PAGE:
0
We're unable to sign you in at this time. Please try again in a few minutes.
Retry
We were able to sign you in, but your subscription(s) could not be found. Please try again in a few minutes.
Retry
There may be a problem with your account. Please contact the AMA Service Center to resolve this issue.
Contact the AMA Service Center:
Telephone: 1 (800) 262-2350 or 1 (312) 670-7827  *   Email: subscriptions@jamanetwork.com
Error Message ......
Article |

A Neuroanatomy of Obsessive-Compulsive Disorder

Stephen Fleck, MD
Arch Gen Psychiatry. 1993;50(6):501. doi:10.1001/archpsyc.1993.01820180103018.
Text Size: A A A
Published online

The extensive and scholarly comment by Insel1 discusses the accumulation of data from state-of-the-art metabolic and hemodynamic exploration of brain function. The findings do not point toward a neuroanatomy of various disorders such as obsessive-compulsive disorder but to functional neuroanatomy. These findings concern vascular and metabolic aberrations, and the important discoveries in recent years point to physiochemical and metabolic aberration in what might be epitomized as the continuing plasticity of the brain throughout life.

That metabolic rate changes in the brain can be changed with either pharmacotherapy or behavioral treatments is the key finding and issue in the studies cited. The term anatomy, suggesting a static state, should be avoided, much as Adolph Meyer once pointed out to Walter B. Cannon that his notion of homeostasis was wrong because it should be homeodynamics, considering the continuous shift and rebalancing of life-sustaining forces and phenomena.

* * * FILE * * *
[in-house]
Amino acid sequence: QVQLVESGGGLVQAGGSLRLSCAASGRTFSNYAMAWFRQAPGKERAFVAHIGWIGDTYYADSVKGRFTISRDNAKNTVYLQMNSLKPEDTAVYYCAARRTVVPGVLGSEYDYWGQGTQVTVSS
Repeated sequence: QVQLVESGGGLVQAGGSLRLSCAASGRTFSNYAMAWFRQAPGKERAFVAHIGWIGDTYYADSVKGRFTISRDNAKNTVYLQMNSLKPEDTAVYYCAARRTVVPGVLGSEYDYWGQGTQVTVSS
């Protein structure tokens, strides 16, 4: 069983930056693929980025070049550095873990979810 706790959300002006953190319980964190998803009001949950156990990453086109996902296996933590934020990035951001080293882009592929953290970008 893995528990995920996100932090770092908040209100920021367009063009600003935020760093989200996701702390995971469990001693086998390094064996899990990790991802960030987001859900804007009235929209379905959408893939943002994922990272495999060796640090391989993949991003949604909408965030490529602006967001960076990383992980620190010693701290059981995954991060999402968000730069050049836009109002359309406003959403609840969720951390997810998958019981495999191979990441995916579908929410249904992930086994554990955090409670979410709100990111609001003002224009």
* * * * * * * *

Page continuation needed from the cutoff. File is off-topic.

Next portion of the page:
Topics

Sign in

Create a free personal account to sign up for alerts, share articles, and more.

Purchase Options

• Buy this article
• Subscribe to the journal

First Page Preview

View Large
First page PDF preview

First Page Preview

View Large
First page PDF preview

Figures

Tables

References

Correspondence

CME
Also Meets CME requirements for:
Browse CME for all U.S. States
Accreditation Information
The American Medical Association is accredited by the Accreditation Council for Continuing Medical Education to provide continuing medical education for physicians. The AMA designates this journal-based CME activity for a maximum of 1 AMA PRA Category 1 CreditTM per course. Physicians should claim only the credit commensurate with the extent of their participation in the activity. Physicians who complete the CME course and score at least 80% correct on the quiz are eligible for AMA PRA Category 1 CreditTM.
Note: You must get at least of the answers correct to pass this quiz.
Please click the checkbox indicating that you have read the full article in order to submit your answers.
Your answers have been saved for later.
You have not filled in all the answers to complete this quiz
The following questions were not answered:
Sorry, you have unsuccessfully completed this CME quiz with a score of
The following questions were not answered correctly:
Commitment to Change (optional):
Indicate what change(s) you will implement in your practice, if any, based on this CME course.
Your quiz results:
The filled radio buttons indicate your responses. The preferred responses are highlighted
For CME Course: A Proposed Model for Initial Assessment and Management of Acute Heart Failure Syndromes
Indicate what changes(s) you will implement in your practice, if any, based on this CME course.
Submit a Comment

Multimedia

Some tools below are only available to our subscribers or users with an online account.

Sign in

Create a free personal account to sign up for alerts, share articles, and more.

Purchase Options

• Buy this article
• Subscribe to the journal

Related Content

Customize your page view by dragging & repositioning the boxes below.

Jobs
brightcove.createExperiences();